Information Security Policy

How Can You Do Information Security Policy Right?

How can you make the best out of your business’ information security policy? Suppose you already have one. But the thing is, are you doing it right?

What Is An Information Security Policy?

Information Security Policy or ISP refers to the “set of rules, policies, and procedures designed to ensure all users and networks within an organization meet minimum IT security and data protection security requirements”.

As you can see, an ISP affects all facets of an organization. For example, this should include:

  • Data
  • Programs
  • Systems
  • Facilities
  • Infrastructure 
  • Users
  • Third-parties 
  • Fourth-parties 

What Is The Purpose Of Implementing An Information Security Policy?

So basically, a well implemented information security can protect a company’s data and networks. Thus, ensuring no illicit access and limiting access of data.

For example, consider the following major effects of an implementing ISP.


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  • Creating a general approach to information security
  • Proper documentation of a company-wide security measure & access control of users policies
  • Ensures an organization to be compliant with NIST, HIPAA, GDPR, and FERPA
  • Protects customers’ and third-parties’ data
  • Provide an effective and targeted approach to potential attacks. Phishing, malware, and ransomware, for instance.

Information Security Policy Best Practices: How To Do It Right?

So now, what if you already have your own ISP? But finds it to be inadequate or ineffective? 

Here, we will be outlining what a mature and effective ISP should contain. 

Information Security Policy

An information security policy refers to the high-level policy. This should cover a variety of security controls.

Acceptable Use Policy or AUP

An AUP or acceptable use policy contains the rules that limit an employee to his access. Perhaps in his usage of a corporate computer and network.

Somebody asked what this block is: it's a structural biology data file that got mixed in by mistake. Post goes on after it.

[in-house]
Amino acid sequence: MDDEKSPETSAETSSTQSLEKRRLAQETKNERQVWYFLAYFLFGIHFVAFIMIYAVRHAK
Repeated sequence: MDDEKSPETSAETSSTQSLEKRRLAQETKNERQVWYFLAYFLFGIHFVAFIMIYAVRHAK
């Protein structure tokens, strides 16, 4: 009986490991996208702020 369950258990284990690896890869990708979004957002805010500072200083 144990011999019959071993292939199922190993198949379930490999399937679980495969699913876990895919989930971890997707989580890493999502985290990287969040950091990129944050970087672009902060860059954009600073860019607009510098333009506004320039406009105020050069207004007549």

Access Control Policy or ACP

The ACP or access control policy then refers to the access controls that exist in an organization. This includes in its data system and information systems, for instance.

Change Management Policy

In case changes should happen, an organization should follow a proper process. This may include any changes made into its IT systems, software development, and security systems, for instance.

Incident Response (IR) Policy

Of course, incidents are inevitable. So how should an organization face them through? 

An organization should follow an incident response policy. This refers to a formal and in order approach of managing incidents. By doing so, no steps should be missed along the process. Thus ensuring an end-to-end remediation.

Remote Access Policy

More so in this time of the pandemic, work from home arrangements are mostly common. This, on the other hand, further exposes an organization to threats. Also, it can create more vulnerabilities to its systems.

So what can help?

A remote access policy should be clearly implemented. This policy covers the acceptable methods of remote connections. For example, in connecting to internal networks while working remotely at home or elsewhere.

Disaster Recovery Policy

The COVID-19 health pandemic clearly shows how disasters can happen in a snap. So without a laid plan beforehand, business should suffer.

A disaster recovery plan will then equip an organization into any potential disaster or incident. Perhaps outlining an organization’s IT and cybersecurity measures. Also, preparing its teams for the work ahead.

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